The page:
Food addiction advocates believe that those who suffer most from this addiction would struggle far more than others to lose weight [2,4]. Consider the clear logic of this. According to the definition of addiction, food addicts, compared to other overweight people, supposedly experience much more distress and hopelessness, binge eat very often, require increasing amounts of food and more binge eating over time, experience withdrawal symptoms when they reduce consumption, and fail repeatedly in their attempts to lose weight. Therefore, food addict believers would predict that overweight food addicts would almost certainly fail to lose weight much more so than non-addicts.

Three recent studies tested this prediction directly. Evaluated 57 obese adults using the Yale Food Addiction Scale (YFAS) [16,24]. This scale asks people to indicate the degree to which they experience distress, hopelessness, interference with other aspects of their lives, binge eating beyond their control, withdrawal and related aspects of the definition of binge eating. If participants acknowledge experiencing several of these symptoms quite often, then researchers consider them to be food addicts. The adults studied by Burmeister et al. attempted to lose weight for 7 weeks [16]. YFSA scores did notpredict outcomes any better than a simple measure of binge eating. In other words, binge eaters did not lose as much weight as non-binge eaters in this small study, but the YFAS scores revealed nothing more than that. Binge eating alone is far less of an intractable problem than an addiction.

Lent, Eichen, Goldbacher, Wadden, and Foster studied a much larger sample of overweight and obese adults (N=178) over a much longer period of time (6 months) [17]. They determined that 15% of those adults met the YFAS definition of food addict. Based on their support for the food addiction concept, they expected their food addicts to struggle significantly more than the non-addicts to stay involved in the program and lose weight. That did not happen. The food addicts attended just as many sessions and lost just as much weight as the non-addicts.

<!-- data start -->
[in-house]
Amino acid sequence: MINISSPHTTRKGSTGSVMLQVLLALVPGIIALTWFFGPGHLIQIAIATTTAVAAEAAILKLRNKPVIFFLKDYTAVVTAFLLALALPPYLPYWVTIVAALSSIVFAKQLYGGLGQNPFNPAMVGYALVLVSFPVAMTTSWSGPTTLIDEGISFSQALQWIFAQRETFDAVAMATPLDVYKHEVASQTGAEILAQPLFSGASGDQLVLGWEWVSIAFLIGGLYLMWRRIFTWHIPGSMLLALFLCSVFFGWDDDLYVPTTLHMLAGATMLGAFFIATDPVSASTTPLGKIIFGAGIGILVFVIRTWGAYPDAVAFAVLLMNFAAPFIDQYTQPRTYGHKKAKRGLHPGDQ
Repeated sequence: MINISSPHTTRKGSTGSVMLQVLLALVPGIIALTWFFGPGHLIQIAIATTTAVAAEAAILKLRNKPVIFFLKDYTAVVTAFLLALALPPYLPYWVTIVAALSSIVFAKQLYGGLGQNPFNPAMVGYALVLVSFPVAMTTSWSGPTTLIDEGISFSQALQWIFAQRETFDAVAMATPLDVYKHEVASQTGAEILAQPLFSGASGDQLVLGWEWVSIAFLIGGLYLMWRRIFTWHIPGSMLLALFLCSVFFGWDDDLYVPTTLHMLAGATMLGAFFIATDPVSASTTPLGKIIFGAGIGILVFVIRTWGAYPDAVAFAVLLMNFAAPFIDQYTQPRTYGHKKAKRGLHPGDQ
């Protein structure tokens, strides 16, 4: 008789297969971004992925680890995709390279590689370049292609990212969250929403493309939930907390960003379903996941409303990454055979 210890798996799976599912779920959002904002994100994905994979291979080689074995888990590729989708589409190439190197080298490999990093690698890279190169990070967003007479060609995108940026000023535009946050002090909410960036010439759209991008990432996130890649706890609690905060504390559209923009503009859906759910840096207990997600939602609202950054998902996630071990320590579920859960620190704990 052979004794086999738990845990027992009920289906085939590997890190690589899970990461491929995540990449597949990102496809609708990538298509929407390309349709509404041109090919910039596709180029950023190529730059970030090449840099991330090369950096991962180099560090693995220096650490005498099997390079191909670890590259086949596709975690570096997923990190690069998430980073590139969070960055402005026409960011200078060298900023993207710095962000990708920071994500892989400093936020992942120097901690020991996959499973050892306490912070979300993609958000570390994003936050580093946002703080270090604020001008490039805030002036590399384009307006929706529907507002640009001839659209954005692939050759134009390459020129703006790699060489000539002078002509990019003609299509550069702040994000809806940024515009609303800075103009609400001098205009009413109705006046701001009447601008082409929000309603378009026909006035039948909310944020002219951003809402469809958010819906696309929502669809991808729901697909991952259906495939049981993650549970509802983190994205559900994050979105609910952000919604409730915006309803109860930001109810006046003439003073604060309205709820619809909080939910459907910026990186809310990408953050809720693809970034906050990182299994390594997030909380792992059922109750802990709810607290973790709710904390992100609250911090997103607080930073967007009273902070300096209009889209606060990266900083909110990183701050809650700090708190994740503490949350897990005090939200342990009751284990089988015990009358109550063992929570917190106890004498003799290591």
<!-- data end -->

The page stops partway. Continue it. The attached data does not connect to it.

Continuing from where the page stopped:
Pepino, Stein, Eagon, and Klein examined the effects of bariatric surgery on those classified by the YFAS as food addicts versus nonfood addicts [25]. They found that symptoms of food addiction decreased dramatically by nine months post-surgery for 93% of their participants. But, most relevant to the current paper, they also found that their food addicts lost just as much weight as their to non-addicts.

The findings from these three studies suggest that self-reported food addiction may not disrupt weight management. Three studies with null findings, two of which were statistically under-powered, do not make a definitive case one way or the other. However, perhaps the Yale Food Addiction Scale just identifies people who strongly believe they eat for emotional reasons. After all, many overweight people and others believe that emotional distress causes weight problems more than anything else [26]. They may not understand the powerful influence of other factors that cause excess weight gain, like genetics, excess fat cells and related enzymes and hormones, sedentary living, and eating too much fat. If subsequent research continues to demonstrate minimal measurable effects of food addiction on weight management, that raises a key question: If food addiction does not affect weight loss, then why continue to use this seemingly invalid concept?

Expert Opinions

Potson and Haddock summarized a great deal of research devoted to understanding the degree to which addictive notions apply to obesity [27]. Neither the editors, nor any of their many contributors came to the conclusion that obese people are best characterized as food addicts. For example, Haddock and Poston summarized the research in their book, concluding that foods that we eat generally do not have mood altering effects that resemble drugs at all: “The whole foods typically consumed in the American diet generally have not been found to have significant psychopharmacological [drug-like] or addictive properties (p.143).” [28].

Brownell and Gold recently published an even larger and more ambitious edited book, Food and Addictions [2]. They asserted in their book that consumption of high sugar foods may essentially “hijack the brain and override will.” However, even these experts concluded, “Relatively small numbers of people might merit the label ‘food addict;’” and, that interventions for these relatively small numbers of ‘food addicts’ “can be seen as helping those in need but not having a public health impact on large populations (p.439).”

Research Suggests the Harmful Effects of the Food Addict Conceptualization

The population of the USA harbors a great deal of stigma for those with mental disorders [29,30]. Those suffering substance abuse disorders, or “addicts”, are no exception. Labeling obese people as food addicts applies this stigma to this group, which already suffers weight bias? The food addiction notion creates far more problems for weight controllers than it is worth. Several lines of research support this conclusion.

Medical model vs. social learning model